Highlights: I was positively surprised by Edinburgh. I did not expect it to be so fascinating and welcoming, in spite of the cold and rainy weather. All the people I met were very open-minded and always kind. In one month I visited a lot of places, falling in love with Scottish culture, and I finally realized that it was just a small piece of all the beauties that Scotland had to offer. If I had the chance, I would definitively do this again; I'm actually thinking about another trip to the Isle of Skye, one of Hebrides islands, which I had to skip this time because it takes around two days just to get there...but next time for sure!
I really enjoyed studying at SAC because of the friendly working environment and the several insights I received. It helped me make up my mind on the topic for my final thesis and improved my research skills. I particularly liked the analysis of the CAP reform, which included a comparative analysis of a change in the agricultural policy for all the European Member States, and the study of consumers` behavior linked to food expenditures. Some topics were tightly related to current policies and before publishing the results of our research, it has been sometimes necessary to ask for external advice, which I found very stimulating. I had the chance to talk to experts in environmental economics, geography, and macroeconomics and I found myself really keen on the subjects. This experience has drawn the guidelines for my future career.
Morning: Alarm clock set for 7:45. After the usual routines like breakfast and brushing my teeth, I left to catch the bus. Here comes the hard part of the day. Since there is a lot of moving construction for a new tramway going on all around the city, finding the right bus is not an easy task. It is quite difficult to catch the same bus number for two days in a row, but in this way I had the chance to see more of the city, even the parts that probably a tourist wouldn`t have. Hopefully, this construction is not going to be there forever. When I finally arrived at the college (after a 20/30 min bus ride), I went to my office, which I shared with another SAC researcher, and turned on my PC. In the mailbox, I usually found some news from websites discussing agricultural economics issues or the directions for a new research topic by my supervisor. If my advisor was not in a meeting, I tried to talk to her first and if there was not a precise timeline for the day, I could decide what to analyse first, depending on the importance of the topic or my personal knowledge.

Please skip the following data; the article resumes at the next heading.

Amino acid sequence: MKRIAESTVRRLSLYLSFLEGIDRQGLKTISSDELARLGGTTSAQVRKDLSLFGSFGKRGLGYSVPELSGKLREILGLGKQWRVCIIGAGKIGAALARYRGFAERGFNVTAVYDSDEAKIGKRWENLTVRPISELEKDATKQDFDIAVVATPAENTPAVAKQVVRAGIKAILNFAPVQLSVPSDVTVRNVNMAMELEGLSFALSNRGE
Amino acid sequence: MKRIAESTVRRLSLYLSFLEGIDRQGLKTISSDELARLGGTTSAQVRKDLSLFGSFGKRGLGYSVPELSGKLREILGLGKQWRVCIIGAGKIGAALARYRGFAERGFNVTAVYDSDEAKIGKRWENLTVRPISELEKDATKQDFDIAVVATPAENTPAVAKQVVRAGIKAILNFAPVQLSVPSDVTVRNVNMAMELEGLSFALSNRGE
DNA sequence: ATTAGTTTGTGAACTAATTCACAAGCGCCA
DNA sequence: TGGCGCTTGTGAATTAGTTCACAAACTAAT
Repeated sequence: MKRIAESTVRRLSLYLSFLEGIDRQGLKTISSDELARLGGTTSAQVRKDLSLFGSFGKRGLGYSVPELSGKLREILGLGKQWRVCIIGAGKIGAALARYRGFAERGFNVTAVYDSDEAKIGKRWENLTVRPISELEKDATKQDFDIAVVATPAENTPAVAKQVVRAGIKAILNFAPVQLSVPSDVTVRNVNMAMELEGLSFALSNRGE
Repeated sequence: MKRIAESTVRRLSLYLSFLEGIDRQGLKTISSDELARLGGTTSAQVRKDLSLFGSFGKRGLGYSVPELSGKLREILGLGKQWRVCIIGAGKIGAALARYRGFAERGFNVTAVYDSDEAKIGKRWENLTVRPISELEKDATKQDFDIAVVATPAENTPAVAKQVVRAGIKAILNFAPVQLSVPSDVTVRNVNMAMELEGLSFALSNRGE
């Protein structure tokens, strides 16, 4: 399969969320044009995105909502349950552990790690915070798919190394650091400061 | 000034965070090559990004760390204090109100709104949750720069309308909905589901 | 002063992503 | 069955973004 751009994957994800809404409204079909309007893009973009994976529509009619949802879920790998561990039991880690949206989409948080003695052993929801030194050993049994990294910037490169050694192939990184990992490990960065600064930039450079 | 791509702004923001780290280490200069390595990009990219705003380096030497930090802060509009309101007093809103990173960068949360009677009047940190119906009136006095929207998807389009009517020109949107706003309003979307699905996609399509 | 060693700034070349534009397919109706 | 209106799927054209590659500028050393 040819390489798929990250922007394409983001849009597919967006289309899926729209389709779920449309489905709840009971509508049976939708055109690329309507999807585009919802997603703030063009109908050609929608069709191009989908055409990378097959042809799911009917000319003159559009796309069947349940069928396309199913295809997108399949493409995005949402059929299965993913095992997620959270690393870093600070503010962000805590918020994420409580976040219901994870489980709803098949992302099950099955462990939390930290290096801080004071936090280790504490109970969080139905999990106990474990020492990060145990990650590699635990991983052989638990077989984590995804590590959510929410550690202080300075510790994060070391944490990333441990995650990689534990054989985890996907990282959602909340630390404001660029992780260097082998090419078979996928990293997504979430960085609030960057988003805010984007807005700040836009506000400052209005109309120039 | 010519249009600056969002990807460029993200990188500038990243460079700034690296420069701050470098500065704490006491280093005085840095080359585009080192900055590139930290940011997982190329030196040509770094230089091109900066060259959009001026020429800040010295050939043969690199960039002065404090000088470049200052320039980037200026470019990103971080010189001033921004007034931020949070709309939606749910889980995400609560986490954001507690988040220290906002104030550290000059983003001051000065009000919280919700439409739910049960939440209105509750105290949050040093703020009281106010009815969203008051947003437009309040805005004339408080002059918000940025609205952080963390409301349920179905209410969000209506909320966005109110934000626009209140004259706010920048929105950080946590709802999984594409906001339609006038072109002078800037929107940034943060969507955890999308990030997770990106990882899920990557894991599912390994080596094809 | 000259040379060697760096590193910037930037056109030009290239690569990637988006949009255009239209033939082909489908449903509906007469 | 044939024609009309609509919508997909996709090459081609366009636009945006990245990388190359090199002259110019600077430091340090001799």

Afternoon: At SAC there are several cafeterias, where all kinds of food are available (from just coffee and sandwiches to hot meals). Some of them might be closed for some weeks because of term holidays. After lunch (or as they call it here, dinner), I continued with the project of the day or checked with my advisor if something new popped up. I usually finish working at 5:00pm or 5:30pm. After the office, I liked taking the bus and stopping at different places every day, so that I could explore everything I want. Shops close very early, most of them around 6:00 pm., so if I planned to do some shopping I would go there first and then wander around. There are some nice walks to go on, given that Edinburgh is built on different hills and many of them are gardens. I suggest Arthur`s Seat and Calton Hill for trekking and to enjoy a nice view over the city and the Royal Botanic Gardens to relax.
Evening: There are plenty of nice pubs with local food (eg: Haggis, Neeps and Tatties with white whisky cream) and beers; the oldest ones have beautiful original Victorian ceilings and a cosy outlook. They usually have fixed days for live music or quiz nights and it`s really fun and entertaining to try them all! Apart from that, Edinburgh is a medium-sized city and it offers a good variety of restaurants and activities for all tastes, from cinemas to music halls, comedy and Ceilidh shows, theatres etc. Mind just that life is not cheap and 200£ is probably the minimum budget for a normal week and I ended up cutting a bit on the extras. If you include also some trips outside of the city (I really recommend a tour to the Highlands, which assures amazing landscapes and a dive into the authentic rural Scotland, and the evening cruises to the Maid of the Forth for wonderful Northern sunsets over the calm water of the fjord), you should consider at least 250£/week.